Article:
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Infants have very sensitive digestive systems that can become easy to upset. Digestive issues are to be expected as your baby continues to grow and develop, but of course you want to keep them as happy and comfortable as you can and make sure they’re getting the proper daily nutrients.

To help you do this, we’re sharing some basic facts and tips on the common digestive issues you can expect with your new baby.

Gas
Gasiness is common because through feeding, crying and sucking on a pacifier or other toy your baby may draw in excess air that gets trapped in their little tummy. You may notice your baby’s stomach is more sensitive, hard or a little distended, they’re burping or are passing gas.

To prevent and/or treat gas, the first thing to look at is their feeding routine. Make sure their head is elevated during feeding and burp them throughout to release excess gas. Examining their diet as they get older can help you determine which foods upset their stomach. There are also infant gas medications your doctor may recommend. Lastly, you can gently massage their tummy to work out the gas.  Or try one of these rather unusual gadgets which seem to have attracted many fans

Diarrhea
Discovering your baby has diarrhea is not often subtle. In severe cases, they can have what’s affectionately known as a “blowout.” You’ll know it when you see it, as you probably will not have seen anything quite this spectacular before! This is most commonly caused by a virus or in some cases an allergy.

The most important thing to do when your baby has diarrhea is to give them plenty of fluids to prevent them from getting dehydrated. Next, depending on their age, you can give them a probiotic supplement safe for babies — probiotics are the “good” bacteria that live within the gut, keeping the digestive system on track. Third, if they’re consuming solid foods, you can introduce more fiber into their meals to try and “tighten up” their stool.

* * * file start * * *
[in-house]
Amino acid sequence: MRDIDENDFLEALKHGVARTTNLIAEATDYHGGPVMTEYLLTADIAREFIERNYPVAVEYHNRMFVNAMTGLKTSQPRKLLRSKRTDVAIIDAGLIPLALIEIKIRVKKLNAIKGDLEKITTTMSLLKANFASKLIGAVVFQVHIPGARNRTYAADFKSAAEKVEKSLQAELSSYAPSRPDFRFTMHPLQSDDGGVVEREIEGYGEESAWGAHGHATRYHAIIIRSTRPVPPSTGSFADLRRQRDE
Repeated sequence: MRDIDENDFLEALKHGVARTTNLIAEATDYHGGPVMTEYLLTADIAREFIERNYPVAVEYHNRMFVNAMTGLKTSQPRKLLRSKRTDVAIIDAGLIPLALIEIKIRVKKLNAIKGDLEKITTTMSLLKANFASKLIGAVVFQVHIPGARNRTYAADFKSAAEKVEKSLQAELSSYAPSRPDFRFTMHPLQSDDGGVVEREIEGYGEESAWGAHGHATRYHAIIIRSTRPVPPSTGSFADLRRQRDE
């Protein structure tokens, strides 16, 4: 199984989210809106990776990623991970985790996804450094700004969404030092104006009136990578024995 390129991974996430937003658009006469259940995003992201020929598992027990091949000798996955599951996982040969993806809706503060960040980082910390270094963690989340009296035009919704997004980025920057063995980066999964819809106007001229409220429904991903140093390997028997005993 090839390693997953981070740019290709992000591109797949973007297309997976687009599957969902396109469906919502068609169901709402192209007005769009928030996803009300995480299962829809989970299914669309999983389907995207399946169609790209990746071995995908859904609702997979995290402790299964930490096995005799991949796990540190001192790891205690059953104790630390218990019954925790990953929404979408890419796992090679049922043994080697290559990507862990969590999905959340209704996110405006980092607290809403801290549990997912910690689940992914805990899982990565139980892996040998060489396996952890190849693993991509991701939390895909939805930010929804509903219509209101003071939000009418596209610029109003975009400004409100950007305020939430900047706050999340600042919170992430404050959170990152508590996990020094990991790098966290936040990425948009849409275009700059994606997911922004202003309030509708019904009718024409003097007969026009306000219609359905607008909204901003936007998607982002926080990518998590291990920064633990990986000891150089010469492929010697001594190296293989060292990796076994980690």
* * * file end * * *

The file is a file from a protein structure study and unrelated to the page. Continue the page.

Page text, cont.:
Constipation
On the opposite end of the spectrum, sometimes your baby will have difficulty passing a bowel movement. As they get older and their diet begins to change, they can become constipated from time to time and experience some pain in their abdomen.

Giving them more fluids can help soften their stool and get things moving more naturally. Making their meals softer and easier to digest is also helpful, so pureeing foods or making smoothies can help.

Reflux/Spit-up
Your baby may spit up after eating if they have breast milk or formula sitting their stomach that hasn’t been digested yet or if they get upset or move around too much after feeding. They may also spit up if they lay down too soon after feeding.

Burping is the best way to prevent spit up and giving your baby breaks during feeding when they need it. After feeding, try to keep them upright and avoid too much vigorous activity while they digest their food. If they do fall asleep in your arms, keep their heads elevated above their stomach instead of laying them flat.

Vomiting
If your baby has contracted a virus or has simply been too active after eating, they can throw up. This is nothing to be alarmed by, but it can be upsetting. Be sure to check for other symptoms like a fever, pain in their ears or any other sign of a cold, ear infection or the flu.

Once you’ve done that, keep them hydrated and take feeding time slowly to be gentle on their stomach. Your doctor may recommend additional medication depending on the cause of the vomiting.

If these symptoms persist, it’s very important to speak with your child’s doctor about them. You can keep track of the frequency on a calendar if that helps you determine any sort of pattern. Their doctor can then perform a thorough examination to figure out just what’s going on and how to remedy the situation. As they get older, digestive issues become less common, allowing you to breathe a little sigh of relief.

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